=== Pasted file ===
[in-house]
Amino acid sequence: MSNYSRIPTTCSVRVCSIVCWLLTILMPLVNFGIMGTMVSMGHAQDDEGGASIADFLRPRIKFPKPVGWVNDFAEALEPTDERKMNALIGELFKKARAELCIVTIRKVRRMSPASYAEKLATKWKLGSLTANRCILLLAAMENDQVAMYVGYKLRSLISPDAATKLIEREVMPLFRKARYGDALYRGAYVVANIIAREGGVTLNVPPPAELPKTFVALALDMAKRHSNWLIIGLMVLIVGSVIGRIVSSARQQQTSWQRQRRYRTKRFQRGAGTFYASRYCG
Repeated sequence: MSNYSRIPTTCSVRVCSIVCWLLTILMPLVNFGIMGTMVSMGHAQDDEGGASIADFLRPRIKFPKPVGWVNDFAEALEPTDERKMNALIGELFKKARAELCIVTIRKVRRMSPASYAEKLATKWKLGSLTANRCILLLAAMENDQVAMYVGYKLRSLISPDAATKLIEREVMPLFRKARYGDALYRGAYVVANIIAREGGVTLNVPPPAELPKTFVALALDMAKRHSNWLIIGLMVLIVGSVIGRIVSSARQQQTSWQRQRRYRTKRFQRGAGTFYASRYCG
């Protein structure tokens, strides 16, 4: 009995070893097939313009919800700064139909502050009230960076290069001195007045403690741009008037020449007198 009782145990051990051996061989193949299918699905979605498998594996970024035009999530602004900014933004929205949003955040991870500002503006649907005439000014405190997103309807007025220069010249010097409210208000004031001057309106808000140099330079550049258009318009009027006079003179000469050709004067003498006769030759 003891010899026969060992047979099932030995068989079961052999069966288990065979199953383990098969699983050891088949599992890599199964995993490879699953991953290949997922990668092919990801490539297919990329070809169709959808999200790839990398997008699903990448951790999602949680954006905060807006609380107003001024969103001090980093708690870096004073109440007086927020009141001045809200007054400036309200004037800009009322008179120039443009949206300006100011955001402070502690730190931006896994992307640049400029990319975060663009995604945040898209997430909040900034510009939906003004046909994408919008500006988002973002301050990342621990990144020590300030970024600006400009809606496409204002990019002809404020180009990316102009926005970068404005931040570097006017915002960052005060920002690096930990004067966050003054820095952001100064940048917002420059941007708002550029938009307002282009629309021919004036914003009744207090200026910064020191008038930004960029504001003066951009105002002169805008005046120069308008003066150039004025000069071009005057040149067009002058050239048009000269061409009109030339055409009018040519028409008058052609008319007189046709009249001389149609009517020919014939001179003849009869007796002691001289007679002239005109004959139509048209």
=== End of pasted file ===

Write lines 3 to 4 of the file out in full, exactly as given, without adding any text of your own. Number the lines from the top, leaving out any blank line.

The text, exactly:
Repeated sequence: MSNYSRIPTTCSVRVCSIVCWLLTILMPLVNFGIMGTMVSMGHAQDDEGGASIADFLRPRIKFPKPVGWVNDFAEALEPTDERKMNALIGELFKKARAELCIVTIRKVRRMSPASYAEKLATKWKLGSLTANRCILLLAAMENDQVAMYVGYKLRSLISPDAATKLIEREVMPLFRKARYGDALYRGAYVVANIIAREGGVTLNVPPPAELPKTFVALALDMAKRHSNWLIIGLMVLIVGSVIGRIVSSARQQQTSWQRQRRYRTKRFQRGAGTFYASRYCG
């Protein structure tokens, strides 16, 4: 009995070893097939313009919800700064139909502050009230960076290069001195007045403690741009008037020449007198 009782145990051990051996061989193949299918699905979605498998594996970024035009999530602004900014933004929205949003955040991870500002503006649907005439000014405190997103309807007025220069010249010097409210208000004031001057309106808000140099330079550049258009318009009027006079003179000469050709004067003498006769030759 003891010899026969060992047979099932030995068989079961052999069966288990065979199953383990098969699983050891088949599992890599199964995993490879699953991953290949997922990668092919990801490539297919990329070809169709959808999200790839990398997008699903990448951790999602949680954006905060807006609380107003001024969103001090980093708690870096004073109440007086927020009141001045809200007054400036309200004037800009009322008179120039443009949206300006100011955001402070502690730190931006896994992307640049400029990319975060663009995604945040898209997430909040900034510009939906003004046909994408919008500006988002973002301050990342621990990144020590300030970024600006400009809606496409204002990019002809404020180009990316102009926005970068404005931040570097006017915002960052005060920002690096930990004067966050003054820095952001100064940048917002420059941007708002550029938009307002282009629309021919004036914003009744207090200026910064020191008038930004960029504001003066951009105002002169805008005046120069308008003066150039004025000069071009005057040149067009002058050239048009000269061409009109030339055409009018040519028409008058052609008319007189046709009249001389149609009517020919014939001179003849009869007796002691001289007679002239005109004959139509048209």